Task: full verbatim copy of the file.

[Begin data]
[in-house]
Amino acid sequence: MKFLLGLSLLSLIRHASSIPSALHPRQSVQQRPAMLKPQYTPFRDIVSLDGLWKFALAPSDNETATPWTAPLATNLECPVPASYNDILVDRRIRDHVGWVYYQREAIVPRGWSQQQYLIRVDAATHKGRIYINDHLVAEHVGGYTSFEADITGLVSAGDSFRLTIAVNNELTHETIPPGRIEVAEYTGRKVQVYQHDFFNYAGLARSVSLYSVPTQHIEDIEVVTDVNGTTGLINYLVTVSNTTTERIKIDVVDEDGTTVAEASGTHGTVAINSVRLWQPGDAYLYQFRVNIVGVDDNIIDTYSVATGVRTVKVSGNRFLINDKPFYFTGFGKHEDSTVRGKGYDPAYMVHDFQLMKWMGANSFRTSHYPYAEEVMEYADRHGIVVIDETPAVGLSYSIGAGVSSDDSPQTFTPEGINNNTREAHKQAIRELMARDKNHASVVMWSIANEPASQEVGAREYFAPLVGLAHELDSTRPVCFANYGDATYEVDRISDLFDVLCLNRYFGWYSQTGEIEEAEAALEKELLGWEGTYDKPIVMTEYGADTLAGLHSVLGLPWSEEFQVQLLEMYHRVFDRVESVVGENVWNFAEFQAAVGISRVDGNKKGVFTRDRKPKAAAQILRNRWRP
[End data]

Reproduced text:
[in-house]
Amino acid sequence: MKFLLGLSLLSLIRHASSIPSALHPRQSVQQRPAMLKPQYTPFRDIVSLDGLWKFALAPSDNETATPWTAPLATNLECPVPASYNDILVDRRIRDHVGWVYYQREAIVPRGWSQQQYLIRVDAATHKGRIYINDHLVAEHVGGYTSFEADITGLVSAGDSFRLTIAVNNELTHETIPPGRIEVAEYTGRKVQVYQHDFFNYAGLARSVSLYSVPTQHIEDIEVVTDVNGTTGLINYLVTVSNTTTERIKIDVVDEDGTTVAEASGTHGTVAINSVRLWQPGDAYLYQFRVNIVGVDDNIIDTYSVATGVRTVKVSGNRFLINDKPFYFTGFGKHEDSTVRGKGYDPAYMVHDFQLMKWMGANSFRTSHYPYAEEVMEYADRHGIVVIDETPAVGLSYSIGAGVSSDDSPQTFTPEGINNNTREAHKQAIRELMARDKNHASVVMWSIANEPASQEVGAREYFAPLVGLAHELDSTRPVCFANYGDATYEVDRISDLFDVLCLNRYFGWYSQTGEIEEAEAALEKELLGWEGTYDKPIVMTEYGADTLAGLHSVLGLPWSEEFQVQLLEMYHRVFDRVESVVGENVWNFAEFQAAVGISRVDGNKKGVFTRDRKPKAAAQILRNRWRP